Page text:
Despite being a new suburb, civic conditions in and around Hi-Tec City cry for attention, writes V. Geetanath

It is relatively a new suburb more than a decade-old yet the civic conditions in Hi-Tec City and its environs belie the swish buildings all round. The place and also the new growth region of Gachibowli lack an underground sewage network or storm water drains, proper water supply not to mention crater filled roads and encroached water bodies. Growth happened in bursts and not according to a plan.

It’s symptomatic of the lack of proper planning even when policy makers had the advantage of providing for civic infrastructure as the development was happening in practically virgin lands. Even the core city and other populated suburbs gets ravaged during the rainy season because of the creaking decades old underground sewage network or lack of it and storm drains made ineffective with unbridled encroachments and linked with household sewers.


Same goes with land use patterns too with large scale violations of residential and commercial zones. Less said about the road conditions the better.

Urban planners and policy makers are now saying that the time has come for having an integrated Master Plan (MP) not only incorporating road patterns and land uses but also prospective civic infrastructure necessary for the next two decades.

“Each department like the water & sewerage board, power units, roads & buildings, forest wing, should come out with their requirements and the same should be incorporated into the MP along with a traffic management plan. The plan should be notified only after a thorough discussion with different sections of the people,” observes GHMC Additional Commissioner (Planning) K. Dhananjaya Reddy.

City Development Plan

It was only after the Jawaharlal Nehru National Urban Renewal Mission (JNNURM) came into being that the Centre pressed urban bodies to come out with a City Development Plan (CDP) having the utilities perspective plan. “While MP is being prepared we do get proposals for roads development but usually the alignment is changed by the time the notification is made. CDP and MP need to go together for better planning,” avers Director of Town & Country Planning B. Purushothama Reddy.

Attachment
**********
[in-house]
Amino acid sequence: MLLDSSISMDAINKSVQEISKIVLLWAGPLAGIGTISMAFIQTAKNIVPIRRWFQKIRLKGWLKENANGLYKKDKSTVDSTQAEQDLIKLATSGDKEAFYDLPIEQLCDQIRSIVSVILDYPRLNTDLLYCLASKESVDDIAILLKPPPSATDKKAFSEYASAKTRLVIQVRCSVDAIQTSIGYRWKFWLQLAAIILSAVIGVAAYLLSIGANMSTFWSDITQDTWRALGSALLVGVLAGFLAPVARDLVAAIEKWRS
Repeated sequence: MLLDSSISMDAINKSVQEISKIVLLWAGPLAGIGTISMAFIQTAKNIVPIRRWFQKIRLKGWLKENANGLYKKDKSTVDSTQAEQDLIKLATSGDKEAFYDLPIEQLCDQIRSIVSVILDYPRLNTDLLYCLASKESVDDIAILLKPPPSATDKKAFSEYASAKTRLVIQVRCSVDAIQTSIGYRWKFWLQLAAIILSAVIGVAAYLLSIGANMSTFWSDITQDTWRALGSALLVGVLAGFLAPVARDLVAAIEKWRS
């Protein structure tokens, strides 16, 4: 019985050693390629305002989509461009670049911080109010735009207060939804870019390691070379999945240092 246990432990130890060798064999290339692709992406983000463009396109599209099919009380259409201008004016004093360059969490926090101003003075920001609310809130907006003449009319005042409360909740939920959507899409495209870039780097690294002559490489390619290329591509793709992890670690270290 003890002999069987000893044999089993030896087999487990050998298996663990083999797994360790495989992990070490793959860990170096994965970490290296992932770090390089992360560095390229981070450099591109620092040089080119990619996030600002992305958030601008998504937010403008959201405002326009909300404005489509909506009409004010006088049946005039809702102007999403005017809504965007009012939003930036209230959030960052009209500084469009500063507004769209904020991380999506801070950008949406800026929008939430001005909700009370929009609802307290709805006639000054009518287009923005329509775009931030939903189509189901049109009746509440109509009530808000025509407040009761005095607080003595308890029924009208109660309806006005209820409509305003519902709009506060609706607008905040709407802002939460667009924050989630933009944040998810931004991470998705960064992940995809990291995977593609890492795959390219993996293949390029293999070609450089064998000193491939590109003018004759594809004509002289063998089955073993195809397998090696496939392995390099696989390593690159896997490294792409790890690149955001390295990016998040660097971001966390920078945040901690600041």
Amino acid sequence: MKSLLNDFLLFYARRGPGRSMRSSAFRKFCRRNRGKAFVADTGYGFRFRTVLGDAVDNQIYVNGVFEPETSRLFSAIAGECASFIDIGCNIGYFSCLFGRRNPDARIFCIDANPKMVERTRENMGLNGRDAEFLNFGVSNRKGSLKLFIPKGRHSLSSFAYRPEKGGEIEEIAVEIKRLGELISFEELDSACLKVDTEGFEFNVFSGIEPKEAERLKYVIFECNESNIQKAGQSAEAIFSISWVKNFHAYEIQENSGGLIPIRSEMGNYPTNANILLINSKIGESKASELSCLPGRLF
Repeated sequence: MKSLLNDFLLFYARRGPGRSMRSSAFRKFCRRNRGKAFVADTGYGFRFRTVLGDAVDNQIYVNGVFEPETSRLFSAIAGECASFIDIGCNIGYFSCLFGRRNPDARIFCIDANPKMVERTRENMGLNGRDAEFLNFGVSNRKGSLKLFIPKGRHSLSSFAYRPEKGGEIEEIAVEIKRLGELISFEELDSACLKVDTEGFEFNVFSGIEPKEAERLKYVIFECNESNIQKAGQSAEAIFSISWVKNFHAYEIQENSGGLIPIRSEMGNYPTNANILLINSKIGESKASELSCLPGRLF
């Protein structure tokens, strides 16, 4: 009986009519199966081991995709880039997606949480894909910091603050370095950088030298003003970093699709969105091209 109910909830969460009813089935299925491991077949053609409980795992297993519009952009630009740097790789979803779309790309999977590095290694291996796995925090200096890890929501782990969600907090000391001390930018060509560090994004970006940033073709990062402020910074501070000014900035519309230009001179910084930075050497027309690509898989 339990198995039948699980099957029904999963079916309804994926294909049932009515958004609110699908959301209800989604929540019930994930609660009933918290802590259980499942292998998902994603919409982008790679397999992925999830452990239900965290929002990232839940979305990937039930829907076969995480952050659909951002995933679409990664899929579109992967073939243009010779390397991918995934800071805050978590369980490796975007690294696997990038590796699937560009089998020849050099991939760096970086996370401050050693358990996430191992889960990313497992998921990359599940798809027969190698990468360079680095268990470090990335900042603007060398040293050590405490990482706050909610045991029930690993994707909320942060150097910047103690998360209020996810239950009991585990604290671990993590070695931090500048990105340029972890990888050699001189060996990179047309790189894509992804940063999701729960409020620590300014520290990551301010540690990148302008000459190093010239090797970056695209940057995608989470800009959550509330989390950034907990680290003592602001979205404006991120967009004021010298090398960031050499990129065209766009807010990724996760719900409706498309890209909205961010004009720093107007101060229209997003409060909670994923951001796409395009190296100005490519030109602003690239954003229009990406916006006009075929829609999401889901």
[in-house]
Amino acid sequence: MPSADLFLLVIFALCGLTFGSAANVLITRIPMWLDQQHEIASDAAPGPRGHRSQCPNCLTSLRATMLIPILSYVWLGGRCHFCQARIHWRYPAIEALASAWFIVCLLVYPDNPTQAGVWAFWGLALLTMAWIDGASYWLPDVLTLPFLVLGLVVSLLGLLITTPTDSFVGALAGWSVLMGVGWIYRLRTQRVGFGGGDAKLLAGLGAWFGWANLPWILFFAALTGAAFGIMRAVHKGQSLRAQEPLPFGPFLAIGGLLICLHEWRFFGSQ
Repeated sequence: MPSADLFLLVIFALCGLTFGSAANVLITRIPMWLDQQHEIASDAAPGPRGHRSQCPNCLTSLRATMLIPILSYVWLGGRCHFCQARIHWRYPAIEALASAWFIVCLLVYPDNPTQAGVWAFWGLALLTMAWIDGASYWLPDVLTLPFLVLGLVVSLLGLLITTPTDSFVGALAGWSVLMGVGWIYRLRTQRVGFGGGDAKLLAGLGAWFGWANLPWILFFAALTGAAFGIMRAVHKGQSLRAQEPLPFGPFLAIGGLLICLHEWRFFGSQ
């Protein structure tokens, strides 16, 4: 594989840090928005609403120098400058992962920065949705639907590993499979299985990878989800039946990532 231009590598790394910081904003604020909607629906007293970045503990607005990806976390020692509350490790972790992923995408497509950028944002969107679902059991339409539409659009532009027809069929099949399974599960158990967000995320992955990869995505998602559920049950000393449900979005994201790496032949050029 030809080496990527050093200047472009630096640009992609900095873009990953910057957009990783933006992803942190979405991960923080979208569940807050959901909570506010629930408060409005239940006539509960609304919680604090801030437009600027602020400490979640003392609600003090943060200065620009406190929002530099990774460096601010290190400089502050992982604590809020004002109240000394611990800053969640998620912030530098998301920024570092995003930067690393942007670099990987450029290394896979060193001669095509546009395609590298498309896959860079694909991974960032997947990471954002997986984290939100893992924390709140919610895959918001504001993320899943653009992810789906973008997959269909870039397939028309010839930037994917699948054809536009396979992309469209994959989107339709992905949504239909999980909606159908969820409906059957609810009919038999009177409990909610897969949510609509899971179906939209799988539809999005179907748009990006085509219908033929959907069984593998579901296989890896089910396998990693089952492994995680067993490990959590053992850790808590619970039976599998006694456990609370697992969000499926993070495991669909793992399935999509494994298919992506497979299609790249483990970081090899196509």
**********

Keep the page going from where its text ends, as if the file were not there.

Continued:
The Principal Secretary, Municipal Administration & Urban Development, B. Sam Bob, has an interesting take. “Planning and implementation needs a convergence. Most of the time we are not able to implement the plan. We should remember that private lands are involved so the draft MP has to be debated and only under exceptional circumstances should exemptions be given for land use change for a while after notification.”

The DTCP points out that there are two sides to the story. “MPs are supposed to be flexible. It is made making assumptions with regard to the population growth and likely land use patterns. Delay in revising MPs leads to demand for frequent change in land use”, he says.

Even if we accept that it is tough to predict growth beyond a point, Mr. Dhananjaya Reddy calls for preparing sectoral sub-MPs with basic amenities perspective and integrating the same into the MP. “That would prevent us from spending crores of rupees in digging roads as we are doing now,” he exclaims.

Union Urban Development Secretary Sudhir Krishna at a recent meeting in the capital wanted public transport systems like metros too put into MPs. “People in the West have transformed their cities using the same hands and mind. No reason why we cannot,” was his pithy remark.